I hope you’re right and that I have come up with that. You know, I just have a big imagination. Some people do, some people don’t. I have produced a lot of ideas and a lot of, and I grew up in Newburgh, N.Y., which is up in Hudson, about 60 miles. And I grew up, when I was a little kid, my family lived out in the woods. So we didn’t have many kids to play with. I used to wander around. I used to make up stories. And I just got in the habit of making up stories. And then I remember when I went to graduate school at Vanderbilt, which is down in Tennessee. And I remember I would drive down there. It was like 26 hours to drive. So I’d be driving, and my imagination would just be going crazy, thinking something silly. And I never wrote it down. I don’t even know whether they were any good or not. But I’d be singing all these show tunes. And my voice had that kind of imagination. And I could sit and write a story about this, I can do it. I can write a novel about this group, if I put my mind to it.

When did you start writing children’s books, and how is it different from writing adult books?

I don’t think it’s different in a sense that — look, people, a lot of people, condescend to kids when they write books. And I don’t because kids are smart. They just don’t have as much experience as adults do. They might not have all the facts that adults do. But they’re smart and in some cases smarter because they haven’t let their brain go to sleep.

What was your inspiration to the book “Witch & Wizard”?

Oh, that had to do with the idea of a government that was very repressive to the people. And taking the magic, it involved magic of the boy and girl to combat this very repressive company. So let’s say Nazi Germany, and fascism in Italy, some of the things that are going on now as being repressive and in a symbolic way use magic to overcome the oppression.

Who is your favorite author?

It depends on the kind of book. You know, real literary, I love James Joyce. In terms of kids’ books, I love a book called “The Book Thief.” That is one of my favorites. I don’t think it is necessarily a book for kids but a book for everybody. There are certain mystery writers I like a lot. I’m lucky because I like a lot of different kinds of stories. I like nonfiction where there is a story involved, as opposed to just a litany of facts.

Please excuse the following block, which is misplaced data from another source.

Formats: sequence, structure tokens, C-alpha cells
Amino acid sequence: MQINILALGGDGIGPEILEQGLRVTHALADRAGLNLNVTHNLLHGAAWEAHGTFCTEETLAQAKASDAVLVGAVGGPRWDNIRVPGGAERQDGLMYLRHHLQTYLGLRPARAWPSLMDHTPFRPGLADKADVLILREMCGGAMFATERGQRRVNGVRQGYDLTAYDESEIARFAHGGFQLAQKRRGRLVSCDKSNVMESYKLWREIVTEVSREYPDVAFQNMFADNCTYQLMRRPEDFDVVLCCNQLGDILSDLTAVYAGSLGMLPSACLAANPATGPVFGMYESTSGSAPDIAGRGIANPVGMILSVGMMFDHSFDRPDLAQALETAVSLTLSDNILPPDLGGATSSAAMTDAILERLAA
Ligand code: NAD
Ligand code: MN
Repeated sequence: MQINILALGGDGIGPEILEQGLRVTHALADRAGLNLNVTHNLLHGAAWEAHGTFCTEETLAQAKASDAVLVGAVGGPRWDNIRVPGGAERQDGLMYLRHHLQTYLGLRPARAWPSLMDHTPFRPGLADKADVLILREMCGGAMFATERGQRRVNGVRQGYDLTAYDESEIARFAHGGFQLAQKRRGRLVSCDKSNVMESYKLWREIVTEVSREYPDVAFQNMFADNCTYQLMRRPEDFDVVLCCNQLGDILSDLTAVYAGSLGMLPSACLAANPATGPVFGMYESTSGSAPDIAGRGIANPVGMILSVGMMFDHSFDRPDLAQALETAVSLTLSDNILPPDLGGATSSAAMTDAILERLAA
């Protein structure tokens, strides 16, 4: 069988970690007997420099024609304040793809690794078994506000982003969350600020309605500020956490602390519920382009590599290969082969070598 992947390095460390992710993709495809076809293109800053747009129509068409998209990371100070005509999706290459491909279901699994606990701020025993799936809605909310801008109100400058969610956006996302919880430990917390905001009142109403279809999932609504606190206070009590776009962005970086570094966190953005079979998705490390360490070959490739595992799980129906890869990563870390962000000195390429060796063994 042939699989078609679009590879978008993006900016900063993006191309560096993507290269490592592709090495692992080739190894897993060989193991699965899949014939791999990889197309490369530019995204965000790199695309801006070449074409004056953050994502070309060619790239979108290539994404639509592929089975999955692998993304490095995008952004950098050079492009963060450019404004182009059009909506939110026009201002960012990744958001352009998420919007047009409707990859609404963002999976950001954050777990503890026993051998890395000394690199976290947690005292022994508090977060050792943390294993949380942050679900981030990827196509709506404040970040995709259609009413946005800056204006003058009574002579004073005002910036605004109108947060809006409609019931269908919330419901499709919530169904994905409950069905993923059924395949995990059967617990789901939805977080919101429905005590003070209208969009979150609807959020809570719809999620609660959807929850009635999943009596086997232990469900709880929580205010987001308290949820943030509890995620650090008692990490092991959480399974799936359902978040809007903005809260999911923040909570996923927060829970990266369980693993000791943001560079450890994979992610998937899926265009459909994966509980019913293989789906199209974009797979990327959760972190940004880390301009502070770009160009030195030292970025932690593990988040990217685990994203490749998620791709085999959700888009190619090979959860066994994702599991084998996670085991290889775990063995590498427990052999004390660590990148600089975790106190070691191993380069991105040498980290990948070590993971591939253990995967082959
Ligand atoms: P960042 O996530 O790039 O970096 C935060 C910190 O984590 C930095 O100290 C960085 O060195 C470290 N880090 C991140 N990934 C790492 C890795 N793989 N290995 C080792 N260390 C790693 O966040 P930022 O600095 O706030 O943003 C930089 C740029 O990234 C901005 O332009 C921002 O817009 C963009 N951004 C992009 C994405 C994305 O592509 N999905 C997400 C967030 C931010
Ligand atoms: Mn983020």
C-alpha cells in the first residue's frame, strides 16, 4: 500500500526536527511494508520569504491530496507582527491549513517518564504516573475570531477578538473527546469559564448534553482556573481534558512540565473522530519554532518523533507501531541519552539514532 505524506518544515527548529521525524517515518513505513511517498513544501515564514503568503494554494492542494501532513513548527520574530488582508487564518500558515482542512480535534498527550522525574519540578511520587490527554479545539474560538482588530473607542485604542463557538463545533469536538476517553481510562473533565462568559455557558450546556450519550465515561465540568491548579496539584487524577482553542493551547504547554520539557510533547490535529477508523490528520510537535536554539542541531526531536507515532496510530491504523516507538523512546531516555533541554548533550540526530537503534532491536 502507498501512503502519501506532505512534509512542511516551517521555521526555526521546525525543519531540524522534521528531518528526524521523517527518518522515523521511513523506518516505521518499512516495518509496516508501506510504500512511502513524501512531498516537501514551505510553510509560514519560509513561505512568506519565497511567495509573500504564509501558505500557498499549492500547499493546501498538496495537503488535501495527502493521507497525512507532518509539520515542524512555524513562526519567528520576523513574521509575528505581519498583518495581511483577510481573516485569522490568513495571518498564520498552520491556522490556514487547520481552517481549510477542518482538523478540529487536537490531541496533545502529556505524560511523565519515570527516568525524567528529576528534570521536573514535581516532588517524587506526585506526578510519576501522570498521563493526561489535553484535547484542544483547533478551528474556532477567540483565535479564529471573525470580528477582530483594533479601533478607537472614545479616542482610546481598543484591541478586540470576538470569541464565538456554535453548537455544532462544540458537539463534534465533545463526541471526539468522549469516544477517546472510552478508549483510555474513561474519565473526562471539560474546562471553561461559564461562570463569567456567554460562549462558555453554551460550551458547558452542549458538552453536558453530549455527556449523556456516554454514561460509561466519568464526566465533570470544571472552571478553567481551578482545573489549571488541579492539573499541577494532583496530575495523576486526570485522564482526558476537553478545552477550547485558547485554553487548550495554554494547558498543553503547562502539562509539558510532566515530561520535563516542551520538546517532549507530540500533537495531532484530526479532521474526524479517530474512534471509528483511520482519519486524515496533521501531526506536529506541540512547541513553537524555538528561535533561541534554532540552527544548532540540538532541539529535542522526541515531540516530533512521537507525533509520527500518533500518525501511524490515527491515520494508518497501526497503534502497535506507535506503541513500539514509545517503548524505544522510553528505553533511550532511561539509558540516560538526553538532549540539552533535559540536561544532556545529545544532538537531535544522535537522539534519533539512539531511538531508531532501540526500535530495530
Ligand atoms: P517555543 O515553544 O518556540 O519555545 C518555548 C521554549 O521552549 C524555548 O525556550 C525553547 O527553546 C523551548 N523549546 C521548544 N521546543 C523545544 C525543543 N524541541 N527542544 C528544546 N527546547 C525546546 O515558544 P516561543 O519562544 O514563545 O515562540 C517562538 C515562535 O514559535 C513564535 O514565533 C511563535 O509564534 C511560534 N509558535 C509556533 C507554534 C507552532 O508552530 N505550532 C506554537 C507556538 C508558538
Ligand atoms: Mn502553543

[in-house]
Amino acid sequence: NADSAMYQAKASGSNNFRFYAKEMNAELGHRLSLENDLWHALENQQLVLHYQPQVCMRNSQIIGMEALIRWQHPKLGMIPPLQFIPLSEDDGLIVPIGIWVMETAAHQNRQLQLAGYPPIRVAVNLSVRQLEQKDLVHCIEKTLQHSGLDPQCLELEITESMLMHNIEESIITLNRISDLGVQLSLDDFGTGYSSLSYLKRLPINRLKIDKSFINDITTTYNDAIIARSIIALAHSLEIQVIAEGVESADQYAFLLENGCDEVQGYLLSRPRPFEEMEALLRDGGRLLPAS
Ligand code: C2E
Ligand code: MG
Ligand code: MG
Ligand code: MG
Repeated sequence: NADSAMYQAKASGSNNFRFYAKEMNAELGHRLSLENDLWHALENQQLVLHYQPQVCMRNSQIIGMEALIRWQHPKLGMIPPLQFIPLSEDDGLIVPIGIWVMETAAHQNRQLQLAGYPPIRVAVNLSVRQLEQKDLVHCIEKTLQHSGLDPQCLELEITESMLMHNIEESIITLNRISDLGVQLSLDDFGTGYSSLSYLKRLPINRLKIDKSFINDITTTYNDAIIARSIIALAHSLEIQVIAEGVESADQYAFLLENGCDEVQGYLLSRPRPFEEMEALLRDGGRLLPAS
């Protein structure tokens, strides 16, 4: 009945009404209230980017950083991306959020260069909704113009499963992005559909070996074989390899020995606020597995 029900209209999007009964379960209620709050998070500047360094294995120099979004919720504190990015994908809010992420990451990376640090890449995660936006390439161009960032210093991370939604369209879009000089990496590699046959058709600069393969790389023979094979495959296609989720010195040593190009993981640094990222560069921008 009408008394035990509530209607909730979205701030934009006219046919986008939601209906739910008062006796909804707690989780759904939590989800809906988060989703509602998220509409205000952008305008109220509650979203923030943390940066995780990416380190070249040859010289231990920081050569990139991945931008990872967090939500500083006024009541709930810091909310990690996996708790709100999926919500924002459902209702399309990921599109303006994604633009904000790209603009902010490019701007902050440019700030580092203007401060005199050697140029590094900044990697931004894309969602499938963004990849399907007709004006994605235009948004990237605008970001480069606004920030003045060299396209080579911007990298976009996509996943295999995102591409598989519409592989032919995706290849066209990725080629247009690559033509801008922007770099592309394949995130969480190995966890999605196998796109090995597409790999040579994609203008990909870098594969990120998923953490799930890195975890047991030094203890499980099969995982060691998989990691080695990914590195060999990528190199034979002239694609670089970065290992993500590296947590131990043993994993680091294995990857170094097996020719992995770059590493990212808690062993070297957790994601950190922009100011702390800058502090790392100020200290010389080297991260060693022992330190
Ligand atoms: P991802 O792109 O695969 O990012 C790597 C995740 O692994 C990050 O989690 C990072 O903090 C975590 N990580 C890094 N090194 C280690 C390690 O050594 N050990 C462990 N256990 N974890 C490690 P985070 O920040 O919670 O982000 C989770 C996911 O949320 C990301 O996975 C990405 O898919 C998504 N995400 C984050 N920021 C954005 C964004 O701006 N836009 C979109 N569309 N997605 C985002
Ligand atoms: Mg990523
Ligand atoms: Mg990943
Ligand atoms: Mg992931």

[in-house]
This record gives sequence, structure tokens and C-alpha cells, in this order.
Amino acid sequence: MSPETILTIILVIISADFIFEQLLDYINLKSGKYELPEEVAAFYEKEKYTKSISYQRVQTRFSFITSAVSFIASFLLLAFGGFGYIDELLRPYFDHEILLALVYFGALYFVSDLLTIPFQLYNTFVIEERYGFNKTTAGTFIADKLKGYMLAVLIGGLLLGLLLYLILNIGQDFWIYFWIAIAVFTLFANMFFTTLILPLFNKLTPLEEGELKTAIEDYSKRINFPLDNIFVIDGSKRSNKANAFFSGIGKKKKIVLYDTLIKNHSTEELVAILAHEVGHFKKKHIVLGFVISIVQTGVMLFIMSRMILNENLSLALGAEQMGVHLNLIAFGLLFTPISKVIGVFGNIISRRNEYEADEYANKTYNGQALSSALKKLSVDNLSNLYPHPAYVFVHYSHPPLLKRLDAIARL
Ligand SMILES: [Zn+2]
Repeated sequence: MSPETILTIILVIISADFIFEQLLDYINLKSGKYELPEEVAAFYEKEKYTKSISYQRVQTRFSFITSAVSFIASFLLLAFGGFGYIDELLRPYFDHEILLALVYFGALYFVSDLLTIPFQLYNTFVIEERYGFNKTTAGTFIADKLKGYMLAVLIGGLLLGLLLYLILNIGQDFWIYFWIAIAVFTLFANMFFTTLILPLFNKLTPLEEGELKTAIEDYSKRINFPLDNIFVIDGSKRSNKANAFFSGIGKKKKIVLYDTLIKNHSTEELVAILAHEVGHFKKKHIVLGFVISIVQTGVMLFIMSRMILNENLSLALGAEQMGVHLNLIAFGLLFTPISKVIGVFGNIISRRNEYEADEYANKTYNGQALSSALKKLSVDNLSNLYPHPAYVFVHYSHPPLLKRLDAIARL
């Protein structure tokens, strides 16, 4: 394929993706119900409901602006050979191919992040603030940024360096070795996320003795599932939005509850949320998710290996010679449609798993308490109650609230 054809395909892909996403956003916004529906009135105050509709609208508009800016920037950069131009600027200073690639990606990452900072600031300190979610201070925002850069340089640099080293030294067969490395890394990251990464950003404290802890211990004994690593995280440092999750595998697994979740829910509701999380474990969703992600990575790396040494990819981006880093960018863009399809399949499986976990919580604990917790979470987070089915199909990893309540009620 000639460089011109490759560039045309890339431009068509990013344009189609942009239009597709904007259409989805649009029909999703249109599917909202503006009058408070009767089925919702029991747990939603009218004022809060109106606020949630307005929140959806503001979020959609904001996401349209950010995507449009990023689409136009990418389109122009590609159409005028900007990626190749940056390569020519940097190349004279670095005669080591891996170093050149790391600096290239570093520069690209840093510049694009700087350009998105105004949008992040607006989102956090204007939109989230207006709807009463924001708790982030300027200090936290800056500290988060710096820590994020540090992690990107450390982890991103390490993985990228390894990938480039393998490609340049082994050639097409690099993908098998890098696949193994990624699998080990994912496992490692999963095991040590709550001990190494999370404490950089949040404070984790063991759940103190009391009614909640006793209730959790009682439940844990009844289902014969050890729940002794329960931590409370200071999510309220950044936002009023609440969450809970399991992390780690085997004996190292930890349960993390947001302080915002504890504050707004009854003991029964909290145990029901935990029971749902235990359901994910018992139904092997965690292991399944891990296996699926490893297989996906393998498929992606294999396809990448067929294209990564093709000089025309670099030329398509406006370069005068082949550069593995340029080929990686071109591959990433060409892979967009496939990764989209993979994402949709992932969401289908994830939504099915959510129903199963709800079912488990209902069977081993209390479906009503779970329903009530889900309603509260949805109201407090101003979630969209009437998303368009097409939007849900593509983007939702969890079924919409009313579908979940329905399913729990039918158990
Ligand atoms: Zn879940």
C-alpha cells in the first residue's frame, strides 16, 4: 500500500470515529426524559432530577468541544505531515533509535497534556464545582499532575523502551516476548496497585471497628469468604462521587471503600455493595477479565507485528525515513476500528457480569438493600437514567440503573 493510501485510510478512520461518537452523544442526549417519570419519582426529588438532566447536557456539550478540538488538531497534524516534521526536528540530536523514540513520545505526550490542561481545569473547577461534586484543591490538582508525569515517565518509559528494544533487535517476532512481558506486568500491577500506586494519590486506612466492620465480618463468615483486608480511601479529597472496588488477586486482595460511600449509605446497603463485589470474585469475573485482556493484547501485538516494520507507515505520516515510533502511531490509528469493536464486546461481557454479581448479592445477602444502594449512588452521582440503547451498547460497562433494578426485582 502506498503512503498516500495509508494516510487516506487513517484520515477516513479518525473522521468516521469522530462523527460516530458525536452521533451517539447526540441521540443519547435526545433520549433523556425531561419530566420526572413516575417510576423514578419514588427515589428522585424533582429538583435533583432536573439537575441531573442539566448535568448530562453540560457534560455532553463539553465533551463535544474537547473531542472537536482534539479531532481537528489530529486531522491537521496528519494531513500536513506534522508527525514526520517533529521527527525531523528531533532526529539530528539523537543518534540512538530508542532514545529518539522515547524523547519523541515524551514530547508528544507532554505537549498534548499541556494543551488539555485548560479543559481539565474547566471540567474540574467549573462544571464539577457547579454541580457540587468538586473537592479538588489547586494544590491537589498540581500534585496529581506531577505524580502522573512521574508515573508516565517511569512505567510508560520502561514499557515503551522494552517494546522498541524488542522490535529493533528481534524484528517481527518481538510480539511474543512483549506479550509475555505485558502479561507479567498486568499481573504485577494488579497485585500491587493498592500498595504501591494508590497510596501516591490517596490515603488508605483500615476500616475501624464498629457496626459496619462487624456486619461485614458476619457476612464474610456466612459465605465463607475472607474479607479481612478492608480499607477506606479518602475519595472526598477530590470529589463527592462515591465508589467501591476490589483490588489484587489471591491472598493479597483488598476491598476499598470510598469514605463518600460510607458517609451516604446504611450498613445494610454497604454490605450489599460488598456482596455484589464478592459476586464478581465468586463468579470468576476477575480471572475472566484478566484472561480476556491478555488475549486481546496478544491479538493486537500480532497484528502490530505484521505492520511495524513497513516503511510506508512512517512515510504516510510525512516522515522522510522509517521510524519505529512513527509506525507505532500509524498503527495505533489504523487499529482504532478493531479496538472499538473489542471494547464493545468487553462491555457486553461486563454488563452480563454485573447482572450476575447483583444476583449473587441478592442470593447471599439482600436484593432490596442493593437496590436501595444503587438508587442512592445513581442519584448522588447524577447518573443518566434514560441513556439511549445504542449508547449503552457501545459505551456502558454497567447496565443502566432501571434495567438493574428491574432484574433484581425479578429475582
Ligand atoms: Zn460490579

When did you start writing books?

I started probably when I was around 18 or 19. Started with at least the ideas, and writing a lot of short stories. I started a novel when I was in graduate school. So I was around 21 or so. And I was very lucky that I got published when I was 26 or 27. That’s pretty young, so I was really lucky.

Are characters in your story based on real people?

Usually not. Occasionally there’s some carry-over. I generally write about things that are a little larger than life. So there’s nobody quite like Jimmy. There’s nobody quite like Greg. So for the most part they’re not real characters. But they relate to, there’s something in it that makes it relatable to people. Good question.

What is your favorite song, and also what is your favorite band?

I can’t say that I have favorites. I mean, I can say, but I have so many. I’m a big Led Zeppelin fan. I like the Rolling Stones. More recently I like a lot of what Lorde has been doing. I like melody and I like a surprise, and then I like to hear where it goes. That’s why I like the Lorde things because it goes where I didn’t expect it to go. I don’t like it when I can almost predict like the next note. I’m like, OK, I know where this is going.

Why do you partner with so many authors? For example, you worked with Chris Grabenstein for your “Middle School” series.

Well, Chris Tebbetts. I only do people whose first name is Chris. Chris Tebbetts, we did the “Middle School” books. Gabrielle Charbonnet, we just did “Crazy House.” That was a lot of fun. The second one is going to be even cooler — we are just doing that one now. It’s interesting in a weird way.

More Family